Moving to separate himself from the bitter atmosphere of Capitol Hill yesterday, Barack Obama made two 50-minute town hall stops in rural Illinois, proclaiming, "there is nothing wrong with our country. There's a lot wrong with our politics."
Obama, who appeared with rolled up sleeves, no tie and pleated khaki pants, made his first appearance at Wyffels Hybrids' 17,000-square foot warehouse in Atkinson, Ill. He later visited an agri-tourism business in Alpha, Ill. Both tiny towns are about 180 miles southwest of his home town in Chicago.
During his brief speech and question-answer session with an audience of about 200 in Atkinson, the President displayed a good grasp of agriculture issues. He supports pending free trade agreements with Korea, Panama and Colombia. After a youngster asked about his grandfather's ethanol plant, the President said he supported biofuels but that the country needs to diversify to cellulosic ethanol, which would use waste materials or switch grass as a feedstock.
"Food prices are going up, but only 4% of that is because of corn going into ethanol," he said. "But, as you see more demand from China, it's going to be more important to find ways to make ethanol without effecting our food supply.
"I want to be number one in alternative energy, and that's going to be good for the farm economy," he added. "There's no reason we should fall behind to a country like Brazil."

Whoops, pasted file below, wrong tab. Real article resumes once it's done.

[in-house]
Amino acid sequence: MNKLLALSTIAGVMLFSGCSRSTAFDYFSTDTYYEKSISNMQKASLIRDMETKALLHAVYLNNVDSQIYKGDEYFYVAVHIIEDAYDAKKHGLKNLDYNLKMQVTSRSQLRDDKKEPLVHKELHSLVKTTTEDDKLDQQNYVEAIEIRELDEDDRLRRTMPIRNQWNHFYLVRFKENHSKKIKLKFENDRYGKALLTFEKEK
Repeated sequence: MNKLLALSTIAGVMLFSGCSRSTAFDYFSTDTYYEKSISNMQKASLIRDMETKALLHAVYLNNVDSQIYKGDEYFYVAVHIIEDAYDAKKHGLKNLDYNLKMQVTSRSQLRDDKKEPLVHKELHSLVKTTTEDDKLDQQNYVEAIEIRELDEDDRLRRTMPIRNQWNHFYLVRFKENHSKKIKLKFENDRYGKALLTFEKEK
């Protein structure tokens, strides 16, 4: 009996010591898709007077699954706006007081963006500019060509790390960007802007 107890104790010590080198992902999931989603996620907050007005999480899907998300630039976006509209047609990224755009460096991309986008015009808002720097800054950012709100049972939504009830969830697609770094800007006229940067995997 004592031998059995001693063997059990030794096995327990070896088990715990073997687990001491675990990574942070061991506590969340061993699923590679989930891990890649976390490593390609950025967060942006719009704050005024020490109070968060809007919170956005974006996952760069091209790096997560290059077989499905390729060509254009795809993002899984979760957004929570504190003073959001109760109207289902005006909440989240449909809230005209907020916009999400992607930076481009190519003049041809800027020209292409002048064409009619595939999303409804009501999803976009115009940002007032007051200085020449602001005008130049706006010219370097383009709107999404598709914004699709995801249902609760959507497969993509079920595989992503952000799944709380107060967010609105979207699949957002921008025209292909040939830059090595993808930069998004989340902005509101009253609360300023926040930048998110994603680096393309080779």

From a political standpoint, The President seemed to be shifting blame for the recent debt ceiling fiasco to all of Congress, not just Republicans. He urged the crowd to talk to their Representatives and Senators, and send a message to stop the partisan bickering.
"We should extended the payroll tax cut. We could renew it right now….the only thing holding us back is our politics. We could refinance right now and start infrastructure projects all over the country. The only thing holding us back is our politics."
Obama, paraphrasing Lincoln's house divided speech, said, "When this country is operating on common ground, no one can stop us. But when we're divided, we have a whole lot of self-inflicted problems. It's urgent that we join together and not think about party first…but put country first."
Even so, he concluded on a positive note. "Don't bet against America," he said, to rounds of applause. "We've gone through tougher times before, and we've always come out on top."